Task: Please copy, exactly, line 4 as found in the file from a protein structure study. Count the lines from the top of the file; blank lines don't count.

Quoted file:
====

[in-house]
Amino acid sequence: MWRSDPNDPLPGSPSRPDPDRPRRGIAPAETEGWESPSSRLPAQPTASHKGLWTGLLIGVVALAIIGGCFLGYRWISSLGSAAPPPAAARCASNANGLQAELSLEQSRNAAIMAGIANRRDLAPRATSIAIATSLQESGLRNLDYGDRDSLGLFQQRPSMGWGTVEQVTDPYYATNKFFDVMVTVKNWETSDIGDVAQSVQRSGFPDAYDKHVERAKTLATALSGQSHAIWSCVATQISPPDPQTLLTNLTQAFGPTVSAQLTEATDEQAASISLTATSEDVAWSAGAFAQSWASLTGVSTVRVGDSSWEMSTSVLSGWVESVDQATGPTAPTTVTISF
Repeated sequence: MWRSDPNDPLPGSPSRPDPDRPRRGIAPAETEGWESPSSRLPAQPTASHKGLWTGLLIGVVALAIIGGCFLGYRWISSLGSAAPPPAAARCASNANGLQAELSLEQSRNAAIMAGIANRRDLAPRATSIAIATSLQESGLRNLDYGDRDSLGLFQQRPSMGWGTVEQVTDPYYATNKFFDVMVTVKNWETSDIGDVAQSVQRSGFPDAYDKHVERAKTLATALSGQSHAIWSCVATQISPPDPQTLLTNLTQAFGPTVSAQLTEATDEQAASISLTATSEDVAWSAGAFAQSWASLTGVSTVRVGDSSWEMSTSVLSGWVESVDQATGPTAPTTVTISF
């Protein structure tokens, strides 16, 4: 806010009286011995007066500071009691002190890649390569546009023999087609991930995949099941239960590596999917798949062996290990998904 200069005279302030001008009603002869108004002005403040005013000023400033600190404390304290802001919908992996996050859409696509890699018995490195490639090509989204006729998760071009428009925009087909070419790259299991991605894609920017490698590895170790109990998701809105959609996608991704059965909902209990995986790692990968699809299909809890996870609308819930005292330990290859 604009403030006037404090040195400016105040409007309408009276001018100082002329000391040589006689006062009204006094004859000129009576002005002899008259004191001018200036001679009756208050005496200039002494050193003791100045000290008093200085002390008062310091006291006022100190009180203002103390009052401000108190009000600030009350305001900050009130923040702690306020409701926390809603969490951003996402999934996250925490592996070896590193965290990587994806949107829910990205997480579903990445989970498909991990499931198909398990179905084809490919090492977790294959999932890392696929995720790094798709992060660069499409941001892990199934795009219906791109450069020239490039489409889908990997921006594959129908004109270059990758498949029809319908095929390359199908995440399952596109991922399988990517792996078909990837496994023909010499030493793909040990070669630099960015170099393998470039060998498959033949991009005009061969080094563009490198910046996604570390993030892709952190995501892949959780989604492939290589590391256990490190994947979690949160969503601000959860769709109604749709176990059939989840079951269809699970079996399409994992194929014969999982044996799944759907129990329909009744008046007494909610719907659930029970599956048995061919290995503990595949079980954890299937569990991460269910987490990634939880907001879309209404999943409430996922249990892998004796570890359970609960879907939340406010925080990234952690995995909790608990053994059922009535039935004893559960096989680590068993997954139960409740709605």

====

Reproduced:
């Protein structure tokens, strides 16, 4: 806010009286011995007066500071009691002190890649390569546009023999087609991930995949099941239960590596999917798949062996290990998904 200069005279302030001008009603002869108004002005403040005013000023400033600190404390304290802001919908992996996050859409696509890699018995490195490639090509989204006729998760071009428009925009087909070419790259299991991605894609920017490698590895170790109990998701809105959609996608991704059965909902209990995986790692990968699809299909809890996870609308819930005292330990290859 604009403030006037404090040195400016105040409007309408009276001018100082002329000391040589006689006062009204006094004859000129009576002005002899008259004191001018200036001679009756208050005496200039002494050193003791100045000290008093200085002390008062310091006291006022100190009180203002103390009052401000108190009000600030009350305001900050009130923040702690306020409701926390809603969490951003996402999934996250925490592996070896590193965290990587994806949107829910990205997480579903990445989970498909991990499931198909398990179905084809490919090492977790294959999932890392696929995720790094798709992060660069499409941001892990199934795009219906791109450069020239490039489409889908990997921006594959129908004109270059990758498949029809319908095929390359199908995440399952596109991922399988990517792996078909990837496994023909010499030493793909040990070669630099960015170099393998470039060998498959033949991009005009061969080094563009490198910046996604570390993030892709952190995501892949959780989604492939290589590391256990490190994947979690949160969503601000959860769709109604749709176990059939989840079951269809699970079996399409994992194929014969999982044996799944759907129990329909009744008046007494909610719907659930029970599956048995061919290995503990595949079980954890299937569990991460269910987490990634939880907001879309209404999943409430996922249990892998004796570890359970609960879907939340406010925080990234952690995995909790608990053994059922009535039935004893559960096989680590068993997954139960409740709605």